Whoever wins the presidential vote might be forced to indirectly share power in the event they fail to marshal the requisite numbers to control business in the National Assembly and Senate.
Constitutional, legal and political experts opine that should a President fail to get majority seats in his party or coalition then independents and the opposition can join hands and frustrate his agenda.
This would especially play out during crucial debates when the ruling party whips will have a hard time marshalling numbers.
And with the opposition being in control of Parliament, the president cannot transact any business smoothly without first negotiating with the parliamentary leadership (opposition side), which would be akin to a nusu mkate government (power sharing).
Constitutional lawyer Kamotho Waiganjo told Sunday Nation that should the President’s party fail to marshal numbers, constitutionally he will have to contend with Leader of Minority and Minority Chief Whip posts, which are less influential in the House as the opposition takes the Majority positions.
Article 108 of the Constitution provides that the majority leader shall be a member of the largest party or coalition of parties while the leader of the minority shall be from the second largest party or coalition of parties.
With such an occurrence, Mr Waiganjo said the President will have difficulties in pushing his agenda, and to achieve them, he will have to consult or negotiate with the opposition who may hold him at ransom.
The Leader of Majority under the current presidential system is the link between Executive, National Assembly and Senate, and is the leader of government business in the House.
Mr Waiganjo, a former commissioner at the defunct Constitutional Implementation Commission (CIC), said there is no legal requirement that the positions of the Majority Leader and Majority Chief Whip must come from the ruling party.
In the current parliament, Garissa Town lawmaker Aden Duale and Tharaka Nithi Senator Kithure Kindiki are the Leaders of Majority in National Assembly and Senate respectively.
They belong to Jubilee Party, which won majority in both houses in 2013.
“If the President’s party fails to get the majority members, the Majority Leader and the Chief Whip posts automatically go to the opposition, and this will mean that the President will have difficulties in pushing his agendas in the two Houses,” Mr Waiganjo explained.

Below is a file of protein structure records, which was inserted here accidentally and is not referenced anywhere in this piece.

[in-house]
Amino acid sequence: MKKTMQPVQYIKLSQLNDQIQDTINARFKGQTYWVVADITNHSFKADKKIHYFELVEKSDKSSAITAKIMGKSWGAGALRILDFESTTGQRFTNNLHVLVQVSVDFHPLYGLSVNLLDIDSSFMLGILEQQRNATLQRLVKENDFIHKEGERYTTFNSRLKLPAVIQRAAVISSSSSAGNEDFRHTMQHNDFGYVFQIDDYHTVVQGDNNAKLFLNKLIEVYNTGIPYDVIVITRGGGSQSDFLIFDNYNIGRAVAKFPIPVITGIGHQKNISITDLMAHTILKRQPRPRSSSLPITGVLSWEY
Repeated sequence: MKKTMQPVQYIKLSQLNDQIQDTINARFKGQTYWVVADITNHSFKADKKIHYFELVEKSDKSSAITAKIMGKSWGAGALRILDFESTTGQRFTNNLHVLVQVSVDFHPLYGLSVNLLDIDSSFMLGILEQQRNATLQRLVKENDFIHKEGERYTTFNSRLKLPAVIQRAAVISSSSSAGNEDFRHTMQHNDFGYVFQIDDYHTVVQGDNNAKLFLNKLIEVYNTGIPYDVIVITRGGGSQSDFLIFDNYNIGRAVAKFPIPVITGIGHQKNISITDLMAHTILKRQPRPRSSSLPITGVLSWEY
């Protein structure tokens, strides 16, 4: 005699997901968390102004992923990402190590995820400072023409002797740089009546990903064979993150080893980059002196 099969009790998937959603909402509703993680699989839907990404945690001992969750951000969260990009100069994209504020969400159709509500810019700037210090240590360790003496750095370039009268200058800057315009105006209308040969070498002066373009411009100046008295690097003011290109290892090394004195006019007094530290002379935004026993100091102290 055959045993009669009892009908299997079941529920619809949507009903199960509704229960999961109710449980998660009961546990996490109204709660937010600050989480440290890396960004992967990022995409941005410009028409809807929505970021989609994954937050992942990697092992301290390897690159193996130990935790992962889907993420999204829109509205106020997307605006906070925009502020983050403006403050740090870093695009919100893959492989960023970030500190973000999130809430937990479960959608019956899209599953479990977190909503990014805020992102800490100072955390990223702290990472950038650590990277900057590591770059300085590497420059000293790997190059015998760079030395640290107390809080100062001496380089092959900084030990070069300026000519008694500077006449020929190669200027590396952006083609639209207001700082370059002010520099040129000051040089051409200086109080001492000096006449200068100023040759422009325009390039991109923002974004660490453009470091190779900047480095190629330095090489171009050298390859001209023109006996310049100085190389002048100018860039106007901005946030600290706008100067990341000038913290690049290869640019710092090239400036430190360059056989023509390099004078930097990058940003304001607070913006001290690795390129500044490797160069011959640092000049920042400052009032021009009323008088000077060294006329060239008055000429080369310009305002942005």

Perhaps aware of such consequences, both President Uhuru Kenyatta and Nasa candidate Raila Odinga and their backers have been rallying their supporters in their respective strongholds to vote for their party candidates in what is commonly referred to “six-piece suit voting”.
“Independent members do not have a leader to whip them, have no existing structures and, therefore, if the President wants to woo them, he will have to talk to every one of them which is very difficult,” Mr Waiganjo said.
Prof Peter Kagwanja, a political analyst and former presidential adviser, said a president losing the Leader of Majority and Majority Chief Whip to the opposition would be a serious and dangerous thing to his administration, especially with the current Presidential system.
According to him, the president must sweep all the MP and senate seats in his strongholds to ensure he gets full control of the Legislature, failure to which he will be a lame duck.
“President Kenyatta for instance, must ensure he has majority of MPS in Jubilee.
“He cannot afford to lose them to the independent candidates because it shall weaken the presidency, which is a very serious and dangerous occurrence on him,” he said.
Some of the hurdles the President will face under an opposition-led House, Prof Kagwanja said, include having his proposed appointments such as Cabinet Secretaries, Budget, and Bills among others key things approved because he will have to reach out to the opposition.